Airman 1st Class James Martin, 4th Security Forces Squadron (SFS) patrolman, scans identification cards (ID) at Berkeley gate on Seymour Johnson Air Force Base, N.C., Nov. 1, 2011. The 4 SFS began using a hand-held Defense Biometric Identification System scanner to check ID cards at all base gates starting Nov. 1. Martin is a native of Wooster, Ohio. (U.S. Air Force photo by Senior Airman Whitney Stanfield)
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Posted: 11/3/2011

Engine 8 firefighter trainingEngine 8 firefighter training
Engine 8 firefighter training

Airman Dion Banda, firefighter from the 4th Civil Engineer Squadron, hoists a ventilation chainsaw on a rope up the side of an approximately 35 foot burn trainer building to Steven McWhorter, “engine eight crew” lead firefighter, during fire ground ladder operation training on Seymour Johnson Air Force Base, N.C., Oct. 27, 2011. The base firefighters engage in daily training aside from emergency responses. Banda hails from Chicago. (U.S. Air Force photo by Tech. Sgt. Colette M. Graham)
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Posted: 10/31/2011

Engine 8 firefighter trainingEngine 8 firefighter training
Engine 8 firefighter training

Four firefighters of the “engine eight crew” from the 4th Civil Engineer Squadron hoist tools and equipment up onto a burn trainer building during fire ground ladder operation training on Seymour Johnson Air Force Base, N.C., Oct. 27, 2011. The pike pole that is being lifted with a rope is used to pull roofing down during a fire. The base firefighters engage in daily training aside from emergency responses. (U.S. Air Force photo by Tech. Sgt. Colette M. Graham)
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Posted: 10/31/2011

Move those feetMove those feet
Move those feet

Airman 1st Class Vanessa Roberts sprints to the front of a line during an indian run while participating in a fitness improvement training (FIT) session on Seymour Johnson Air Force Base, N.C., Oct. 26, 2011. The FIT program is to aid Airmen to meet and exceed required U.S. Air Force physical fitness levels. Roberts is a 4th Aircraft Maintenance Squadron crew chief and a native of Galax, Va. (U.S. Air Force photo by Senior Airman Whitney Stanfield)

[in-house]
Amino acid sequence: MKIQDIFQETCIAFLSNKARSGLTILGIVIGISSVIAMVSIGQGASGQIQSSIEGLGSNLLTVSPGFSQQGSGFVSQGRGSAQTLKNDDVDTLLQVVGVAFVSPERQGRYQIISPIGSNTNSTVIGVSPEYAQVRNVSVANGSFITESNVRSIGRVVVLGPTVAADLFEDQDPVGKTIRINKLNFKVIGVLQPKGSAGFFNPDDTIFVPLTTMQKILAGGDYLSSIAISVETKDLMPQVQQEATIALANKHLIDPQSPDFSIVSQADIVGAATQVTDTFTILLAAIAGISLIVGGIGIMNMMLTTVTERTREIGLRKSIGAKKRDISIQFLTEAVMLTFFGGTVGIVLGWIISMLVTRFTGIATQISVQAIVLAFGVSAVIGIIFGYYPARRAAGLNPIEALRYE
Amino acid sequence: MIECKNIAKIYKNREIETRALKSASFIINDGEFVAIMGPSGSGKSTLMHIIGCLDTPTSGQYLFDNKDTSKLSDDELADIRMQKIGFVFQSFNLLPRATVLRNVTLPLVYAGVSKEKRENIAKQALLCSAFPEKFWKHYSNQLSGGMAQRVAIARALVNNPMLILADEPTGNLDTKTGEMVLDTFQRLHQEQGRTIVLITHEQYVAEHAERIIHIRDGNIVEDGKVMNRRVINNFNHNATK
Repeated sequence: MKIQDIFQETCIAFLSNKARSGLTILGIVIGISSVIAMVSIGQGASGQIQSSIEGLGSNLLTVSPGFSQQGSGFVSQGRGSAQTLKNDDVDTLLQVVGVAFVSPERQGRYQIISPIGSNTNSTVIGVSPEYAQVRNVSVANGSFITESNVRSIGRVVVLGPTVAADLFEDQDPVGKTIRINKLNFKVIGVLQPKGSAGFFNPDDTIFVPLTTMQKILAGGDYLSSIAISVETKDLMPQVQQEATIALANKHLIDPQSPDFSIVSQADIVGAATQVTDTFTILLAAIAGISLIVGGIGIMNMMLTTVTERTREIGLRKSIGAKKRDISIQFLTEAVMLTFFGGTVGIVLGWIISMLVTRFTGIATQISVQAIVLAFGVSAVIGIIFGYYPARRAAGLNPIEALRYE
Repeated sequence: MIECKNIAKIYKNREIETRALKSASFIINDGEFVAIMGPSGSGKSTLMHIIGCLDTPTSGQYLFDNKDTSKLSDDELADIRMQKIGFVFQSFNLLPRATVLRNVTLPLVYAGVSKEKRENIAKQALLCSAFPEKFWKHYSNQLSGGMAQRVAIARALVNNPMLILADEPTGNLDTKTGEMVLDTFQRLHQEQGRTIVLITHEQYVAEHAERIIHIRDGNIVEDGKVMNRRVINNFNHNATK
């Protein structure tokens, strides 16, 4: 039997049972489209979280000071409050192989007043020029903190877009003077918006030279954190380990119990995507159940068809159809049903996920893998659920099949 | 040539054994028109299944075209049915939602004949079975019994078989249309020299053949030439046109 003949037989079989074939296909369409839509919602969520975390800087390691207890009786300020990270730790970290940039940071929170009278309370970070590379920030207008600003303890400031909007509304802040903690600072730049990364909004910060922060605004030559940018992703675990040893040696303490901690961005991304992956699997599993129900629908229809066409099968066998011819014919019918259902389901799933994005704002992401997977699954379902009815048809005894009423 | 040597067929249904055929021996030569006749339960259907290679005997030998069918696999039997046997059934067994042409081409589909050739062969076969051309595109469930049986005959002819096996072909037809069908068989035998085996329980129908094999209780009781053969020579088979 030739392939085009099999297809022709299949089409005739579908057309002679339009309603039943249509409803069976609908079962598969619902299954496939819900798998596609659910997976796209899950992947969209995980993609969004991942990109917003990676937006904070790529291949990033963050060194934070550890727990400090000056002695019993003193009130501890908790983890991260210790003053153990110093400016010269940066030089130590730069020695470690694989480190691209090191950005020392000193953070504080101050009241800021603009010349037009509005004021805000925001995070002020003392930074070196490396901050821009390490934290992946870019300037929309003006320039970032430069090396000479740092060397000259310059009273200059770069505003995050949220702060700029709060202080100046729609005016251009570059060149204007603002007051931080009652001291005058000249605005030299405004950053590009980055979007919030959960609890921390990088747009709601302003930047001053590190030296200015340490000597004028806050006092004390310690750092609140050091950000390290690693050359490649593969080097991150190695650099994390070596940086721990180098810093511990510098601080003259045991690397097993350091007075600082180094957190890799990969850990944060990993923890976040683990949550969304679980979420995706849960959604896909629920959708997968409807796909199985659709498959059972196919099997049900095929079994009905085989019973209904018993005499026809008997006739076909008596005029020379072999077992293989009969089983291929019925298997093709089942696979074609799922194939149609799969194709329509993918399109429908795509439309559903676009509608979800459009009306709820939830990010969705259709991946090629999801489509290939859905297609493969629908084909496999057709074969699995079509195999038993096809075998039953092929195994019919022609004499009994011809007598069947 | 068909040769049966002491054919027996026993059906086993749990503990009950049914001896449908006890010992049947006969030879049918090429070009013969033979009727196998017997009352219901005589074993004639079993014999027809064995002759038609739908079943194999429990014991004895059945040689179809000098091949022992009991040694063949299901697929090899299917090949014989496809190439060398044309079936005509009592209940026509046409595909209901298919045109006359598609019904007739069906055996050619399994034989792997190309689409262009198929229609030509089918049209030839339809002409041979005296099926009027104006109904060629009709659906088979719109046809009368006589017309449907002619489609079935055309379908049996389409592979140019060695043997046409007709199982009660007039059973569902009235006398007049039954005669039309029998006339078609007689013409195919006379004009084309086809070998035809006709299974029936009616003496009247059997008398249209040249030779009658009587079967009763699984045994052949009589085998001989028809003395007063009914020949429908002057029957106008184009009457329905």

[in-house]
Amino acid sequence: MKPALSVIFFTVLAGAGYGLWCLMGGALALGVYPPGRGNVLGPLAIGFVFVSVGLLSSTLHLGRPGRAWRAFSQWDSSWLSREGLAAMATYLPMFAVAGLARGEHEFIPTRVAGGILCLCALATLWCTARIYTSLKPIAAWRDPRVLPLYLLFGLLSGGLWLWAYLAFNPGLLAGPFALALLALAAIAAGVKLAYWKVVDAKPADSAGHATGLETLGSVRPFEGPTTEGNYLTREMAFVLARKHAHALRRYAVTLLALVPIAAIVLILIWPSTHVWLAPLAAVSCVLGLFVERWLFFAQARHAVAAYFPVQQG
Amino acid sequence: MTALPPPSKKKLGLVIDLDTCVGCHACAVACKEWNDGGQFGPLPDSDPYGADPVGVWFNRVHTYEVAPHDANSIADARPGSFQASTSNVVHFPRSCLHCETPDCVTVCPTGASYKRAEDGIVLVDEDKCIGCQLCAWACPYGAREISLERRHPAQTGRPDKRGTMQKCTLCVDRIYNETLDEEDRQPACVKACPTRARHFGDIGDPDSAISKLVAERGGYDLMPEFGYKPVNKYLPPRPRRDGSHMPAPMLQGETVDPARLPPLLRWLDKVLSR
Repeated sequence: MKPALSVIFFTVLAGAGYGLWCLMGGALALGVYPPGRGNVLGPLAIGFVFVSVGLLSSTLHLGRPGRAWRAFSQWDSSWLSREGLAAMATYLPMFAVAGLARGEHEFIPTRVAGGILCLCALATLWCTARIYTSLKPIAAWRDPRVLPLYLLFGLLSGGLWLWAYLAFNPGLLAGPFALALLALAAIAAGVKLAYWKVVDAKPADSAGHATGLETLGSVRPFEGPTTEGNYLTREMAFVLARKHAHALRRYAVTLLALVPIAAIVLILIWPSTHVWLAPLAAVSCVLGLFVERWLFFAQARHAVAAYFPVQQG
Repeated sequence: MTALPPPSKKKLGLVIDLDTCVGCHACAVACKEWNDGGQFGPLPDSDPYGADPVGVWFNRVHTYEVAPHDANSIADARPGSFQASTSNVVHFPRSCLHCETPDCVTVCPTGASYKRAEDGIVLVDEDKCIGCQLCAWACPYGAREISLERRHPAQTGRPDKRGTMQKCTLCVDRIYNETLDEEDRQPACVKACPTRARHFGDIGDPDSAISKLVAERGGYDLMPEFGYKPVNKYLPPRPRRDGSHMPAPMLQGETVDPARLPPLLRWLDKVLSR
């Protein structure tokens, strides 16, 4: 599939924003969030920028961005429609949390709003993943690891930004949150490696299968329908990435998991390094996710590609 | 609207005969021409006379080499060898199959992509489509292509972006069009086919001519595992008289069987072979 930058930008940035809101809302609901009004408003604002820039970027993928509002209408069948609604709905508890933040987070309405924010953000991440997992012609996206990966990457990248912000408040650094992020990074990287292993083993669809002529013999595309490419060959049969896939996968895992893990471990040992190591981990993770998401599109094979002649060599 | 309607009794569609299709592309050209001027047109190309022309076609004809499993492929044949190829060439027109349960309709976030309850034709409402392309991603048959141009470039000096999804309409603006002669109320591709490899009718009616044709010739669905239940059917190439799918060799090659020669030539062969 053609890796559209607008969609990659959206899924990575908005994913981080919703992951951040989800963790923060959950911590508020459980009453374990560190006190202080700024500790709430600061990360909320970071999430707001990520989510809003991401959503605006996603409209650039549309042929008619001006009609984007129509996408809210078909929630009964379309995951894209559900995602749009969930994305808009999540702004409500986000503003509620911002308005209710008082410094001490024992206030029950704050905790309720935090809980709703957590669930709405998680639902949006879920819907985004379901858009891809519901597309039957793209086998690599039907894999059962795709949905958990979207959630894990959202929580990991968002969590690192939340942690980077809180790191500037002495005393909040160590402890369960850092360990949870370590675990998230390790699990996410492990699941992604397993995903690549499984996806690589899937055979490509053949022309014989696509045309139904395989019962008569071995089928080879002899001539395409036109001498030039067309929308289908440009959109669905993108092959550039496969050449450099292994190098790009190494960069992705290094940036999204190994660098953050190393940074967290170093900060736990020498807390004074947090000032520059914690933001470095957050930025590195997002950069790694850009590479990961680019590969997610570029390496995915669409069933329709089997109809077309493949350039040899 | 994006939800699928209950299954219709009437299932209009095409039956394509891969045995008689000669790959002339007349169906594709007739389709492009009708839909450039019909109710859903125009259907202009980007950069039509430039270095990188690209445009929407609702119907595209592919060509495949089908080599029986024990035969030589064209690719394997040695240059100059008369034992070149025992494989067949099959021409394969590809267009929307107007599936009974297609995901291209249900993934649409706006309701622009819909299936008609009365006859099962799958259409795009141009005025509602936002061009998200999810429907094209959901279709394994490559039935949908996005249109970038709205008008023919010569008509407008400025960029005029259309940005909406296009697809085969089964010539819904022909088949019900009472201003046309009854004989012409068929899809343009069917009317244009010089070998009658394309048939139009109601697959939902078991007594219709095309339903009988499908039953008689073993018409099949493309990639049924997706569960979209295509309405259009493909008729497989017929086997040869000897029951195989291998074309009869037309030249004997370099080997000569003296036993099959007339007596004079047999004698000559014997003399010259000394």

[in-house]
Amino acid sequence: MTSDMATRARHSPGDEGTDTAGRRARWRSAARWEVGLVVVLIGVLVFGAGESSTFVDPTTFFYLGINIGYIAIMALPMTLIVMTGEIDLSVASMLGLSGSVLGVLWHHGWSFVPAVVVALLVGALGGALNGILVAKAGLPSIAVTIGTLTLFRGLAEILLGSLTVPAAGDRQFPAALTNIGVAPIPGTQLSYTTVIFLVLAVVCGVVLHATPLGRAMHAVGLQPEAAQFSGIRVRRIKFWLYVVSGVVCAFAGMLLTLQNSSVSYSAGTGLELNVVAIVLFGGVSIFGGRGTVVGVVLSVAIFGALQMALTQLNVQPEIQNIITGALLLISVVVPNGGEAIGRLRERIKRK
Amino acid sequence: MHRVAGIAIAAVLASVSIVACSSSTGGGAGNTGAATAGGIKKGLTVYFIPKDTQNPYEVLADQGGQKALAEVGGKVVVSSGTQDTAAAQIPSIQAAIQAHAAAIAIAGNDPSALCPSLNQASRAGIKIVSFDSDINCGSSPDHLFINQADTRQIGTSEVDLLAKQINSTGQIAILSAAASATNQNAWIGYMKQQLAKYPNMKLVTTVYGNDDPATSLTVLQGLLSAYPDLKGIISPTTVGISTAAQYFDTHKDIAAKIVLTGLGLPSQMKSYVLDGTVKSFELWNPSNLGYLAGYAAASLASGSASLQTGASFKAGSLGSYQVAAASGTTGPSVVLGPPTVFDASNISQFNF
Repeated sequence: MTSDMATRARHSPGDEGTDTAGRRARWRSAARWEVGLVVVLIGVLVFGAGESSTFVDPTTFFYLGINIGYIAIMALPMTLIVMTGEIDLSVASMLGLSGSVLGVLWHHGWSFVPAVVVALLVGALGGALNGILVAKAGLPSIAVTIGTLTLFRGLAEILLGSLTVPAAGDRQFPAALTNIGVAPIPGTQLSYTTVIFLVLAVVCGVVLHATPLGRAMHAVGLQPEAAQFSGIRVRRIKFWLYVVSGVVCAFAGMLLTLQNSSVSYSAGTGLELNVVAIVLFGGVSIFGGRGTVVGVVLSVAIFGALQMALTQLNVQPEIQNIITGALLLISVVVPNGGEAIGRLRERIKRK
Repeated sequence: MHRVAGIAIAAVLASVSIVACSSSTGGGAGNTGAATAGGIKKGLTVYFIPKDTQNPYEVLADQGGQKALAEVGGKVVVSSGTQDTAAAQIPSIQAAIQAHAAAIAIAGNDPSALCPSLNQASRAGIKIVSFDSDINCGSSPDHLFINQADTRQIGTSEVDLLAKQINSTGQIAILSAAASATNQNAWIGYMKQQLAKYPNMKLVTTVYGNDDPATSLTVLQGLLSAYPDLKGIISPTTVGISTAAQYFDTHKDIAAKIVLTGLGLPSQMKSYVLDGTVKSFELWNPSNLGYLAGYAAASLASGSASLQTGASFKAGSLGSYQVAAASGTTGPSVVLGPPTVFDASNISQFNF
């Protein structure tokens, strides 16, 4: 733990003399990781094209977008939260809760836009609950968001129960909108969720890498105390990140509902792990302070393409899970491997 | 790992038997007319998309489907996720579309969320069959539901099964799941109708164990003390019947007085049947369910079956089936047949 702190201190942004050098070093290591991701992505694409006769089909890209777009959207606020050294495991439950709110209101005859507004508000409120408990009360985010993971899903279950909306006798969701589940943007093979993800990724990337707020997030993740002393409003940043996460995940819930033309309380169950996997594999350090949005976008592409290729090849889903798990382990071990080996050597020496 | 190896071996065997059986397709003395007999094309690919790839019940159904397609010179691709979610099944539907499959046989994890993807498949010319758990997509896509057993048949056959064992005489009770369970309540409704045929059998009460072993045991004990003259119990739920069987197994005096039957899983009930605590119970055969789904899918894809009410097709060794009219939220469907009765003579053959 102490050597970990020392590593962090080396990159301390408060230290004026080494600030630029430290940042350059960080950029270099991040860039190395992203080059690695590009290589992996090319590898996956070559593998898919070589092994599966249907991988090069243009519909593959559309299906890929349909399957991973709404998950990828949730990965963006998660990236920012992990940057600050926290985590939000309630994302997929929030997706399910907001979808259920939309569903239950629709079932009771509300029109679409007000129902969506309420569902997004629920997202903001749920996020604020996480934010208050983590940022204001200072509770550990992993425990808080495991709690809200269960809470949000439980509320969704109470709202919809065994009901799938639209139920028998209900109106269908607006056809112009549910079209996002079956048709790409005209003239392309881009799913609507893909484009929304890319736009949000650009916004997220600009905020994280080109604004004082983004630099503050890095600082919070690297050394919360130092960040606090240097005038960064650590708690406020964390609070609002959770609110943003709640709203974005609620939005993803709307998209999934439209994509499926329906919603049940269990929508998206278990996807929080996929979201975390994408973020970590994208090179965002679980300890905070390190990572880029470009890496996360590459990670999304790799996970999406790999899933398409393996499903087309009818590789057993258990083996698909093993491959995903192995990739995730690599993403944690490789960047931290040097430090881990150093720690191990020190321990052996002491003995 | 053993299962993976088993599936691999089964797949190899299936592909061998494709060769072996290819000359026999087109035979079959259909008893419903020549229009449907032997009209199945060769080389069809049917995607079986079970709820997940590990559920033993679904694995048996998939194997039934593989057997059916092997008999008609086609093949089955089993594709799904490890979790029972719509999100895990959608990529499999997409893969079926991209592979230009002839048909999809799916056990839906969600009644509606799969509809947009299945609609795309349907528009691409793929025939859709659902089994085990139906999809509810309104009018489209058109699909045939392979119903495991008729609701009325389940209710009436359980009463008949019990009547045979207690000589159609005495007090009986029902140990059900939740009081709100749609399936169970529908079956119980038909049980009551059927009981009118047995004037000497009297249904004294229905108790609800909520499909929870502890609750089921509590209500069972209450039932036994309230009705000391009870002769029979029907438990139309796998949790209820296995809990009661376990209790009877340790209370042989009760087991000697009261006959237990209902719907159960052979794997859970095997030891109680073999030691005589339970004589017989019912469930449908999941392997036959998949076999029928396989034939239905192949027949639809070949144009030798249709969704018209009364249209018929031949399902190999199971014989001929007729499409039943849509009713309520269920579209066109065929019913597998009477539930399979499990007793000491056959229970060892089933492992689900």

Move those feet


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Posted: 10/31/2011

Move those feetMove those feet
Move those feet

Senior Airman Antoine Coleman sprints to the front during an indian run while participating in a fitness improvement training (FIT) session on Seymour Johnson Air Force Base, N.C., Oct. 26, 2011. The FIT program is geared for every Airman to maintain a healthy lifestyle and excel in physical fitness to accomplish the wing?s mission. Coleman is a 4th Aircraft Maintenance Squadron material management technician and a native of Fayetteville, N.C. (U.S. Air Force photo by Senior Airman Whitney Stanfield)
Move those feet


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Posted: 10/31/2011

Move those feetMove those feet
Move those feet

Master Sgt. Chuck Downs times Airmen?s run during a fitness improvement training session on Seymour Johnson Air Force Base, N.C., Oct. 26, 2011. Downs informing runners of their time allows them to know if they have a good pace or need to speed up. Downs is a 4th Force Support Squadron fitness center section chief and a native of Oak Hill, W.Va. (U.S. Air Force photo by Senior Airman Whitney Stanfield)
Move those feet


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Posted: 10/31/2011

Move those feetMove those feet
Move those feet

Senior Airman Antoine Coleman pushes himself to complete a push-up during a fitness improvement training session on Seymour Johnson Air Force Base, N.C., Oct. 26, 2011. During the session, Coleman had to perform proper planks, sprints, flutter kicks and bear crawls. Coleman is a 4th Aircraft Maintenance Squadron material management technician and a native of Fayetteville, N.C. (U.S. Air Force photo by Senior Airman Whitney Stanfield)
Move those feet


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Posted: 10/31/2011

Move those feetMove those feet
Move those feet

Michael Unden, 4th Force Support Squadron military fitness specialist, pushes Airmen to their limit during a fitness improvement training session on Seymour Johnson Air Force Base, N.C., Oct. 26, 2011. While Airmen workout, Unden defines to them what pain is and will tell them when they will feel it. Unden is a native of Wichita, Kan. (U.S. Air Force photo by Senior Airman Whitney Stanfield)
Move those feet


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Posted: 10/31/2011

Move those feetMove those feet
Move those feet